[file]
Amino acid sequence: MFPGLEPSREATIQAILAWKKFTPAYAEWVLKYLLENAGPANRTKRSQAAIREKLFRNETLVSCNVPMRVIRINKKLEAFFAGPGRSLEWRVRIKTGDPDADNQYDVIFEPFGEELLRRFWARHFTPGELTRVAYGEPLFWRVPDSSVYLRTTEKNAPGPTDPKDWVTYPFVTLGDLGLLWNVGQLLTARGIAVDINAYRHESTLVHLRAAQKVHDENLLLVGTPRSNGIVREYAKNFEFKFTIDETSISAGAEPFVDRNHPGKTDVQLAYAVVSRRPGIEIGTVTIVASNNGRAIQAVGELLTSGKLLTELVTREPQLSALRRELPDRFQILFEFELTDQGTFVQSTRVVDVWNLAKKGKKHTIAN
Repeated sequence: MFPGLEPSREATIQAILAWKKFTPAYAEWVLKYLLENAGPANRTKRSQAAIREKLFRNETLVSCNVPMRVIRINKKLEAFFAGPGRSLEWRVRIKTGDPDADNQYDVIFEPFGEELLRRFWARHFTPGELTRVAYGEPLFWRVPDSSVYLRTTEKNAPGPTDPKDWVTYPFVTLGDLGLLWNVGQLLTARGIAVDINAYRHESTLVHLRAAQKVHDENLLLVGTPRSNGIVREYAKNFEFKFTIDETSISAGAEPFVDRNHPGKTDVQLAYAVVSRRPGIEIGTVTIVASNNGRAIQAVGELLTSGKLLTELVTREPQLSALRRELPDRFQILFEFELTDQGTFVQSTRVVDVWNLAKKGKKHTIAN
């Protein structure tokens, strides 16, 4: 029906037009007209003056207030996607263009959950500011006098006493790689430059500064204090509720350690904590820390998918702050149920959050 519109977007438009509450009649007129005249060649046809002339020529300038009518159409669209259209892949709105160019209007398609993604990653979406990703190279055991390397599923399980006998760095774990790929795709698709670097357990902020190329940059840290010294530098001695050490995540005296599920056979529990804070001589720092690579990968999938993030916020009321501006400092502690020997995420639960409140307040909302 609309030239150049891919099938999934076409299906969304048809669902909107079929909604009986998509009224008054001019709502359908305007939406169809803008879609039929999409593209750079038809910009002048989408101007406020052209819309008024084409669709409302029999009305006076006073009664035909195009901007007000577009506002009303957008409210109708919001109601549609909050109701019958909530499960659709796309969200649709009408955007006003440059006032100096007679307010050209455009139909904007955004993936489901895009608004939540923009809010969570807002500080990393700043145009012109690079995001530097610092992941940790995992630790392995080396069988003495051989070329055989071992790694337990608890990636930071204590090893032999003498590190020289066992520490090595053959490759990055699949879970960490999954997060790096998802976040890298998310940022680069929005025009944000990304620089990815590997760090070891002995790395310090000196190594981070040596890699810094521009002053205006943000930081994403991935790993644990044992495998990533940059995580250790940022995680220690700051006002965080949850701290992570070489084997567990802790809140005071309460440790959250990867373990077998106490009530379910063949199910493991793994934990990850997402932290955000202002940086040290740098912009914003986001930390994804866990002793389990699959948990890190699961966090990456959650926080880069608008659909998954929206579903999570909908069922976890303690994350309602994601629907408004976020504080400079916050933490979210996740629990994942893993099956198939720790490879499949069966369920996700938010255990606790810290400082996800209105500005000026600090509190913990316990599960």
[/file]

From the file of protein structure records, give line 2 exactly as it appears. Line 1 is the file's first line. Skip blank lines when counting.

Repeated sequence: MFPGLEPSREATIQAILAWKKFTPAYAEWVLKYLLENAGPANRTKRSQAAIREKLFRNETLVSCNVPMRVIRINKKLEAFFAGPGRSLEWRVRIKTGDPDADNQYDVIFEPFGEELLRRFWARHFTPGELTRVAYGEPLFWRVPDSSVYLRTTEKNAPGPTDPKDWVTYPFVTLGDLGLLWNVGQLLTARGIAVDINAYRHESTLVHLRAAQKVHDENLLLVGTPRSNGIVREYAKNFEFKFTIDETSISAGAEPFVDRNHPGKTDVQLAYAVVSRRPGIEIGTVTIVASNNGRAIQAVGELLTSGKLLTELVTREPQLSALRRELPDRFQILFEFELTDQGTFVQSTRVVDVWNLAKKGKKHTIAN